WASHINGTON – From Albert Einstein in tennis shoes to smoke cannons, future spacecraft to human Rubix Cubes, the USA Science & Engineering Festival celebrated innovation and included something for every future engineer or scientist.
The two-day festival on the National Mall over the Oct. 22 weekend drew tens of thousands of participants, many of them students who were able to get hands-on experience with technologies ranging from alternative energy to aerospace. Elementary, middle and high school students asked and answered questions, participated in applied physics lessons, tore apart gadgets, raced to solve the Rubix Cube in record time and listened to interactive lectures by legendary scientists like Albert Einstein (portrayed by some very convincing impersonators).
The tech festival was organized by national science and engineering groups, U.S. technology and aerospace companies like festival host Lockheed Martin Corp. and media organizations, including EE Times. This publication sponsored a training effort called “Innovation Generation,” in which groups of student reporters fanned out during the festival to cover a broad range of technology subjects.
What follows is a sampling of the many educational demonstrations and exhibits during this year’s USA Science and Engineering Festival.
Human Rubix Cubes were among the attractions at the USA Science & Engineering Festival. One event featured contestants racing to solve the cube.
Hundreds of booths lined the National Mall during the first day of the festival. NASA’s booth is in the foreground.
Kids of all ages crowd around the NASA booth. Students were asked how astronauts carried water to the International Space Station. Answer: Sweat generated during exercise sessions in space is recycled and used as drinking water. Also pictured at the booth (in “PRESS” t-shirts) are members of our “Innovation Generation” reporting team.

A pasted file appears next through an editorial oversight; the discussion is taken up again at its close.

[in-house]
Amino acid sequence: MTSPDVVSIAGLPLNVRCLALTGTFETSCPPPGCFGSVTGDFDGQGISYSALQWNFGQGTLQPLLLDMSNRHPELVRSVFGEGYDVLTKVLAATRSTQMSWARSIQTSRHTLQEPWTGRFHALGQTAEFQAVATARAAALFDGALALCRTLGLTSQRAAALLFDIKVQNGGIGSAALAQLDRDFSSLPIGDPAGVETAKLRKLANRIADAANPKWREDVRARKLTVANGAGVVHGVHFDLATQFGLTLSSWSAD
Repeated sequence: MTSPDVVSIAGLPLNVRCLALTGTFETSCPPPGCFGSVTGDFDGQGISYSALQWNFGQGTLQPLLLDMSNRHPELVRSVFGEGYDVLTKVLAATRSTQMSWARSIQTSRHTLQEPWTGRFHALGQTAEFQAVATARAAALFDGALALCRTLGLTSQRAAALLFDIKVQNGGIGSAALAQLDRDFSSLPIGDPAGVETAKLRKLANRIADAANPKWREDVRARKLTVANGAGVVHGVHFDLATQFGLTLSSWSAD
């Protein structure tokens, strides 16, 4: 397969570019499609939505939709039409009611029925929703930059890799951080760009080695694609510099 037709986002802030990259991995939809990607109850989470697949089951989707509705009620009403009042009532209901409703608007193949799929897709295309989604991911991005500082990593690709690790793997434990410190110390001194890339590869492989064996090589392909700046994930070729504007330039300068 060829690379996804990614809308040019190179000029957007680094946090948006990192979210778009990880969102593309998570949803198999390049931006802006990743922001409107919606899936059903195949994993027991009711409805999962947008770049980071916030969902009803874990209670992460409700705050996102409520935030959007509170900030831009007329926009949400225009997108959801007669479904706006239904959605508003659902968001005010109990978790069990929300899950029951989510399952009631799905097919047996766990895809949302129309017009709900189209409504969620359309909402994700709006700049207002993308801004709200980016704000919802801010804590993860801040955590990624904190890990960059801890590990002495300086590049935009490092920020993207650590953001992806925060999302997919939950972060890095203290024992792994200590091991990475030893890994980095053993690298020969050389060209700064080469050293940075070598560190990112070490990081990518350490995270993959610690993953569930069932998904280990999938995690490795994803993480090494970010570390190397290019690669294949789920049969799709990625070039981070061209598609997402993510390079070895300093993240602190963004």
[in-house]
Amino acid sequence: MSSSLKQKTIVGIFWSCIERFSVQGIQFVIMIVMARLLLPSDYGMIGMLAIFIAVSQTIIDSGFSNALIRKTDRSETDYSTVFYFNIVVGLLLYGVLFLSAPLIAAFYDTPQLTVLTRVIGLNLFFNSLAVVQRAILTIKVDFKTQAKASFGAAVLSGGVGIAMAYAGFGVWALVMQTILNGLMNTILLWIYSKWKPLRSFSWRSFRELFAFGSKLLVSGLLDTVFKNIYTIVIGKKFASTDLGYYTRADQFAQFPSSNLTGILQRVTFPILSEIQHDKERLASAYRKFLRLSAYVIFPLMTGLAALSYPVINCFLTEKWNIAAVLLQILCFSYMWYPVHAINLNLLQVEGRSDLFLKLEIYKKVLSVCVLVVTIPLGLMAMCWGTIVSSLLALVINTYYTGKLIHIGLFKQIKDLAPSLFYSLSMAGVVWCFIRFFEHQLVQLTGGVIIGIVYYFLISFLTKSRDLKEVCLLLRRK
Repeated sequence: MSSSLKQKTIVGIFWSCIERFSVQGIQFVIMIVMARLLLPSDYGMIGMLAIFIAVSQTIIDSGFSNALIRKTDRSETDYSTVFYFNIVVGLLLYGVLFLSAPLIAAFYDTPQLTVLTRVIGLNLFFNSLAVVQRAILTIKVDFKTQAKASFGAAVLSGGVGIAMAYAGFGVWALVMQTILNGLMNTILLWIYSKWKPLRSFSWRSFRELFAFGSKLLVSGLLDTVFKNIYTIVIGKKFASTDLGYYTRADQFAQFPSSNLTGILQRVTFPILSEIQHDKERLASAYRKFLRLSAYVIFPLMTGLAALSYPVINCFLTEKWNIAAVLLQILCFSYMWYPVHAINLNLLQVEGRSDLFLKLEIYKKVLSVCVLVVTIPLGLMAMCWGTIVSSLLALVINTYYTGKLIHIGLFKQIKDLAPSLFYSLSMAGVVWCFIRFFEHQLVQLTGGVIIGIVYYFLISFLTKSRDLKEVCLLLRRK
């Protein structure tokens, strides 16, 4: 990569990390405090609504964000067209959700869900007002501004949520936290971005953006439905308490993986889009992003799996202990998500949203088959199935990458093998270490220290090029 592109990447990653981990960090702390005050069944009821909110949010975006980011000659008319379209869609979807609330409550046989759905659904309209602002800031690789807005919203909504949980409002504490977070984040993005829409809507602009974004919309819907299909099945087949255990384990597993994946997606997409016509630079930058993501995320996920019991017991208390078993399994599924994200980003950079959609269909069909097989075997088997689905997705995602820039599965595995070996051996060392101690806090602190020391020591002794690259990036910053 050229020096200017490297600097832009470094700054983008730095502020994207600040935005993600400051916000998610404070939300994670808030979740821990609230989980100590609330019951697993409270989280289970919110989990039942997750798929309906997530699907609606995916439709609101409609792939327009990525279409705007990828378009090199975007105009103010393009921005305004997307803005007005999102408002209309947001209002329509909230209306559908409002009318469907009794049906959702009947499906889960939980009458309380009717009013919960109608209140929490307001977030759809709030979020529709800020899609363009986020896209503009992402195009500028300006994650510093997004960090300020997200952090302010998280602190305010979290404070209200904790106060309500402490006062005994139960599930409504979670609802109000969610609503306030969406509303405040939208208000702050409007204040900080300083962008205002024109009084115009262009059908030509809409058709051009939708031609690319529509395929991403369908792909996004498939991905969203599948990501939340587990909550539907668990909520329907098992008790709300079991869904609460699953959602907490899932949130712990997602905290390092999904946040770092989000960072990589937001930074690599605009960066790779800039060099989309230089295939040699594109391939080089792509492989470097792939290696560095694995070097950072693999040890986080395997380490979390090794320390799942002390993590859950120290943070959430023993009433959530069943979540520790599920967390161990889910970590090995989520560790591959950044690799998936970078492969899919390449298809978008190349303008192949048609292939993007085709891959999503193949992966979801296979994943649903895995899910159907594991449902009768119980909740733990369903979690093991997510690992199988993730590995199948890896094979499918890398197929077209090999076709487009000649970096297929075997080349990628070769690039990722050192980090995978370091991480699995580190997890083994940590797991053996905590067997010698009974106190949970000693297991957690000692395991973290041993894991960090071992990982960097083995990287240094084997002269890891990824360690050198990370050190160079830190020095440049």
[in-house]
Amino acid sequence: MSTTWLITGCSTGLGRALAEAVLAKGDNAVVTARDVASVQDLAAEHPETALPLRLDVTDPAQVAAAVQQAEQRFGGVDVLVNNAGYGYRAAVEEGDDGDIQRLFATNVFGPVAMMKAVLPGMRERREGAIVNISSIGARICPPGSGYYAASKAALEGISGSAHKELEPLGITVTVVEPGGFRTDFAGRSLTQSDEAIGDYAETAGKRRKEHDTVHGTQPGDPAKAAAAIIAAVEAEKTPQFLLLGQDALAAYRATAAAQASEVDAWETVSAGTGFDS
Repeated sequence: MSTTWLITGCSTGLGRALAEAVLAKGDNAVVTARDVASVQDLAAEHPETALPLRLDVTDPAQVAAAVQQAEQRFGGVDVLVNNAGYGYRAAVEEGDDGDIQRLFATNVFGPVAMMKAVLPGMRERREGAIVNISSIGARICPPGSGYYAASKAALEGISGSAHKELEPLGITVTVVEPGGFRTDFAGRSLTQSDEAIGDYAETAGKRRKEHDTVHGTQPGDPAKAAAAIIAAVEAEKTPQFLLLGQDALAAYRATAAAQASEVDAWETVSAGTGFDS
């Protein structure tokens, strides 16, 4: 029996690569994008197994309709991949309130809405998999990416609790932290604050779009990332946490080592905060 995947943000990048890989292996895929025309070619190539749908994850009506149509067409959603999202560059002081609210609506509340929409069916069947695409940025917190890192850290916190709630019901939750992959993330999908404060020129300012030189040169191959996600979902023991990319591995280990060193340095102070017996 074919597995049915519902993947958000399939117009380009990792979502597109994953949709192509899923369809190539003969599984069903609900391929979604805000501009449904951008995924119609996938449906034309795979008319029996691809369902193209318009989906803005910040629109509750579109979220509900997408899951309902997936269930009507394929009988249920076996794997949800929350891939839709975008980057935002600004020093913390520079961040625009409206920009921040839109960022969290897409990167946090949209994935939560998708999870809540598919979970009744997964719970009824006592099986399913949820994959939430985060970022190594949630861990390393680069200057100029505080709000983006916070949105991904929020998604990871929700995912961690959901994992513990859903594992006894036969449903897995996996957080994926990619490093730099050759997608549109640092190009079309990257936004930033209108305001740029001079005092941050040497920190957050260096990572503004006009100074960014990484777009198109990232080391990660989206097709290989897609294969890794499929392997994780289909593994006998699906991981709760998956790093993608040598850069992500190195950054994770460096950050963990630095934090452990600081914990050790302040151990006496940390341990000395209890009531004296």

Thanks for this article. This sounds like a wonderful event. It is sad that an event like this doesnít occur annually in all parts of the Country (if so, I am not aware). This is a movement that the engineering community should get in involve with. If we can reach young people once they are entering high school, we may be able to attractive a good pool of future engineers. I hope there will be more articles about events like this in the future. Very interesting.
Thanks for the nice presentation of the highlights of the USA tech fest. Good to see participation from all around & especially good response from the young group of science and engineering students. Was there any specific work recognized? Which one attracted the participants and visitors the most?
Outstanding! is my first reaction. I would like to see this type of public awareness events ripple through out the whole USA.
Science and technology needs to be promoted and compete in its own strength with other stimulating sources of entertainment that targets our youth, as passive observers.
It is in the best interest of this nation to engage every individual, to lift our communities and individualís well being.
It would be interesting to know how many students actually participated and how many came from out of the area, say over 50 or 75 miles away. Often, these are attended by local people, but in Washington DC you do get the advantage of a lot of tourists, although I'm not sure how that plays out for elementary through high school students in mid-October.
The tech festivals are a good exposure to the people around the place.Many things go into the minds and the knowledge base multiplies in a short span of time. Can we see a full video coverage of all the exhibits it is quite interesting
While these fairs are good, I feel it would be more successful if they showcase engineering as a problem solving discipline rather than as an esoteric field where only the geeks can flourish. They would do well to bring an awareness of the new problems which are being addressed by innovative engineering.
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